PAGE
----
All information derived from the individual-participant data. A total of 102 837 participants who experienced a total of 13 821 first major cardiovascular events were included in the analysis. Among all participants, the median cholesteryl ester transfer protein (CETP) genetic score was 34.8 (interquartile range [IQR], 28.3-41.1; range, 0-54.3). The median CETP and 3-hydroxy-3-methyl-glutaryl-CoA reductase (HMGCR) score, IQR, and range of values for each group is presented in Table 2. Lipid and lipoprotein values are presented in mg/dL (to convert high-density lipoprotein cholesterol [HDL-C] and low-density lipoprotein cholesterol [LDL-C] values to mmol/L, multiply by 0.0259) as the difference in mean value for each group compared with the reference group, with 95% confidence intervals. Associations with major cardiovascular events were calculated using an inverse variance–weighted fixed-effects meta-analysis of the study-specific estimates of effect. In panel B, the study population was first divided into 2 groups based on whether the HMGCR score was below or equal to or greater than the median value. The association between the CETP score and the risk of major cardiovascular events was then estimated modeling the CETP score as a continuous variable scaled to the lipid effects in the dichotomous score analysis. There was evidence for effect modification of the HMGCR score on the association between the CETP genetic score and the risk of major cardiovascular events (P = .04). Data markers indicate point estimates of effect and are of equal size because the analysis compared approximately equal-sized groups divided into a factorial analysis (panel A) or the median HMGCR score value (panel B). Error bars represent 95% confidence intervals. apoB indicates apolipoprotein B; OR, odds ratio.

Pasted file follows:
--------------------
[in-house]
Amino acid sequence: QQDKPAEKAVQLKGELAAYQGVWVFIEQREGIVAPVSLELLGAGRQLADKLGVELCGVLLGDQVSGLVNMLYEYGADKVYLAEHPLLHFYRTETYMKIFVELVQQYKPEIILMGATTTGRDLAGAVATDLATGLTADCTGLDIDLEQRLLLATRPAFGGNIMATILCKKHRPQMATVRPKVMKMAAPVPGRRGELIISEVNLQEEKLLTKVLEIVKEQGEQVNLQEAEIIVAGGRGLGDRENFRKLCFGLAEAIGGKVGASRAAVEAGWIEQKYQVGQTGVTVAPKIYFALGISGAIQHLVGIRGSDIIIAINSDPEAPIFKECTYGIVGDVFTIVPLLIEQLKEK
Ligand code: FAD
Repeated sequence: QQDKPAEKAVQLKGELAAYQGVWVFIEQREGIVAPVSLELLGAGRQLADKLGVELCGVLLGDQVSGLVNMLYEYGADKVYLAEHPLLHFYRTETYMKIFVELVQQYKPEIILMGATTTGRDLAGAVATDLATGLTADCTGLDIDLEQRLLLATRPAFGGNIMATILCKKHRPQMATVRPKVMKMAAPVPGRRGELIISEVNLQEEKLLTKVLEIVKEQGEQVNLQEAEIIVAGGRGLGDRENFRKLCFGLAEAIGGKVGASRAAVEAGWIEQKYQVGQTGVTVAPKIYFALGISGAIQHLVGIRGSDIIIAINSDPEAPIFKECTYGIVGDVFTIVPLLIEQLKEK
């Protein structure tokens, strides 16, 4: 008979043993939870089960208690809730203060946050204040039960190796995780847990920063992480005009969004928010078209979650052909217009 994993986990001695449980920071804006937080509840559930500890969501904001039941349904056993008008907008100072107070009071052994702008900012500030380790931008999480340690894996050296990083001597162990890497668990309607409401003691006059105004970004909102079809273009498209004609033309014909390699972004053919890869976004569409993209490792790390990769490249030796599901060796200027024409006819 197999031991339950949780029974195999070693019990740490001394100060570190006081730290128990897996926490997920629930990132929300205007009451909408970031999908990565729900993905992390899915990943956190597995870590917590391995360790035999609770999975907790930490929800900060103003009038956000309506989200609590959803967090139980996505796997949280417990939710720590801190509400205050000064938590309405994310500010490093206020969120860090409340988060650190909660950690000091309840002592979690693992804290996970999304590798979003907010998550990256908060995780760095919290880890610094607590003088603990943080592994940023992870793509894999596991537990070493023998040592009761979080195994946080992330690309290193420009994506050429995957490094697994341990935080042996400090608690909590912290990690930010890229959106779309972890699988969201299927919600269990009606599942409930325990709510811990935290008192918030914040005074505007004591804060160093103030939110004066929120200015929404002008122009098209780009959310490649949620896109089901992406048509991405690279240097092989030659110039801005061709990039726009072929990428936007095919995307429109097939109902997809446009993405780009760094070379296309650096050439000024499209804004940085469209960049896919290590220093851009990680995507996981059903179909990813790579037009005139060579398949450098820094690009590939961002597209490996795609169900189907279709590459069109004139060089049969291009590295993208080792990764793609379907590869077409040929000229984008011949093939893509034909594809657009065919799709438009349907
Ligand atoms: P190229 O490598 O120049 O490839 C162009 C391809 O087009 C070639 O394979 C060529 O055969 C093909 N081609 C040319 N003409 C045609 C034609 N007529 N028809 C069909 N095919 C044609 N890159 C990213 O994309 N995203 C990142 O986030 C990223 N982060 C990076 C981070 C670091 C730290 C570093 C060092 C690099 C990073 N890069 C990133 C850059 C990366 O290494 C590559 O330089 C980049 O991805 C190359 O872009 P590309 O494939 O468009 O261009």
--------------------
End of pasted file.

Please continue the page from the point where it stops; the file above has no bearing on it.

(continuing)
• Genetic Studies Help Clarify the Complexities of Lipid Biology and Treatment

    Abstract Full Text
    JAMA. 2017; 318(10):915-917. doi: 10.1001/jama.2017.11750
  • Inconsistent Guideline Recommendations for Cardiovascular Prevention and the Debate About Zeroing in on and Zeroing LDL-C Levels With PCSK9 Inhibitors

    Abstract Full Text
    JAMA. 2017; 318(5):419-420. doi: 10.1001/jama.2017.6765

    This Viewpoint discusses variances in cardiovascular prevention guidelines from the United States, Europe, and Canada and the debate surrounding low-density lipoprotein levels as the primary focus.

  • Behavioral Counseling to Promote a Healthful Diet and Physical Activity for Cardiovascular Disease Prevention in Adults Without Known Cardiovascular Disease Risk Factors: Updated Evidence Report and Systematic Review for the US Preventive Services Task Force

    Abstract Full Text